The Soul of Obedience
Remember the old story about the man who was going on a journey, and asked his son to lay out the farm according to his instructions? Corn was to be planted in this field, beans in that, the garden here, a shed built there. The boy put the corn where his father wanted it, and the beans where the father said. But he changed places for the shed and garden. When his father returned and objected to his son's disobedience, the boy argued he had done half of what his father ordered; but the father said, "No, you did nothing in obedience. It is obvious that you only put the corn and beans where you did, because you thought they should go there."
We might well ask ourselves the question, "WHY do we live as we do? Is it out of respect for God and His laws, or are we simply following a pattern of mores that we approve, and which represents no higher authority than our own traditions. The motive for obedience is an aspect of law that has been somewhat ignored.
In Paul's arguments on law versus faith (Romans and Galatians) he certainly does not rule out law. He says faith establishes law (Rom. 3:31); and he says the law is "holy, just and good" (7:12). Its weakness was by virtue of its subjects, men (8:3); but even then, it served to bring them unto Christ — aware of their need for mercy and forgiveness (Gal. 3:24).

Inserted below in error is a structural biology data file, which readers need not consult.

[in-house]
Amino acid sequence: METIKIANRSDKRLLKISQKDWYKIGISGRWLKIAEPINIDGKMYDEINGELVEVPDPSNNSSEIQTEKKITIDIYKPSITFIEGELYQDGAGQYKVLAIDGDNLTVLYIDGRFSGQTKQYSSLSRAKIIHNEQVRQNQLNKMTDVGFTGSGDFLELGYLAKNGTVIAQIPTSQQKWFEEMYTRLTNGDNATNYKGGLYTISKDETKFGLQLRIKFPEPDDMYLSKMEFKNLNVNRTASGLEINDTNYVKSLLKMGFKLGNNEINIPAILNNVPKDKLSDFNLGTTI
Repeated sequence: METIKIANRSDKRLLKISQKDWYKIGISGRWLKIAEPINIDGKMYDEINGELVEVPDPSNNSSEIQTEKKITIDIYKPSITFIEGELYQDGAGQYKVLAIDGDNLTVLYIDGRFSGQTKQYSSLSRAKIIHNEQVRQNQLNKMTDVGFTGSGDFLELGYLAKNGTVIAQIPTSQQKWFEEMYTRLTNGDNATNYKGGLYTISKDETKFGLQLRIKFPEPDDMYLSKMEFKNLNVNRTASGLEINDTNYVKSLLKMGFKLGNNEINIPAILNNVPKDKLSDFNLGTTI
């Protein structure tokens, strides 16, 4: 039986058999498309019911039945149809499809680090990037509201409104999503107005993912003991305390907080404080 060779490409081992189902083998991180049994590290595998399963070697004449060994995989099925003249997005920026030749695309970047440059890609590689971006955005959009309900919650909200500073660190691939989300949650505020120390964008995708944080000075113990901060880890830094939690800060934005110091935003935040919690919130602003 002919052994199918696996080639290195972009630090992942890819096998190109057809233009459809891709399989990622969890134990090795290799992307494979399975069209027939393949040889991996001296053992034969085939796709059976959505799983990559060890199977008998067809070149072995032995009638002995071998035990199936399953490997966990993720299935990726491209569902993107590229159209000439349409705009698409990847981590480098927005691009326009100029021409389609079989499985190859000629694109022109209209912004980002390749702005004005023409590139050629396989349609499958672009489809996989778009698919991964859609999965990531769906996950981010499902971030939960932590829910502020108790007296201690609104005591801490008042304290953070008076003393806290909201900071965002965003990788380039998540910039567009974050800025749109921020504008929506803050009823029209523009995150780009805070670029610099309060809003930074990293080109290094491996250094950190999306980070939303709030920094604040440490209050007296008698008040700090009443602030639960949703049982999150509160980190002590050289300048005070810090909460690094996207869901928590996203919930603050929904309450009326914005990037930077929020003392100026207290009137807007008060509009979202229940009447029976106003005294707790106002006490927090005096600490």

One cannot accept the existence of God and ignore the expression of His will; and acknowledging the relation of creature to Creator imposes an obligation to submit to His hand (Rom. 1:20-21; 9:20-21). There is a close correlation between keeping the commands of God and abiding in God, and He in us (Jn. 14:23; 1 Jn. 2:3-6).
Christ is the "author of eternal salvation unto all them that obey Him" (Heb. 5:9); and saving faith is an obedient faith (Jas. 2:24) "which worketh by love" (Gal. 5:6). The principle here is not that of law meritoriously obeyed (which would demand perfection) but because obedience from the heart demonstrates our attitude toward Him who made and gave the law. How else could the breaking of one law make a man "guilty of all"? James explains, "He that said, Do not commit adultery said also, Do not kill" (Jas. 2:10-12; 4:10-11). To select from all God said those parts we approve and are willing to obey, assumes a position above that of God. It is to imagine ourselves judges OF the law, hence OF God, instead of realizing we are subject to and are judged BY the law, hence BY God. Without the proper attitude toward God, no obedience (?) is acceptable to Him.
Some have suggested these Bible approved motives for obedience: fear of punishment, appreciation of our position as clay to Potter, and varying degrees of love for God. Paul says, "the love of Christ (our recognition of His love for us) constrains us" (2 Cor. 5:14). However you list them, they start with faith "that God is, and that he is a rewarder of them that diligently seek him" (Heb. 11:6). Perhaps we are failing to elicit more obedience to God because we do not work hard enough at preparing the soil, or stirring proper motives.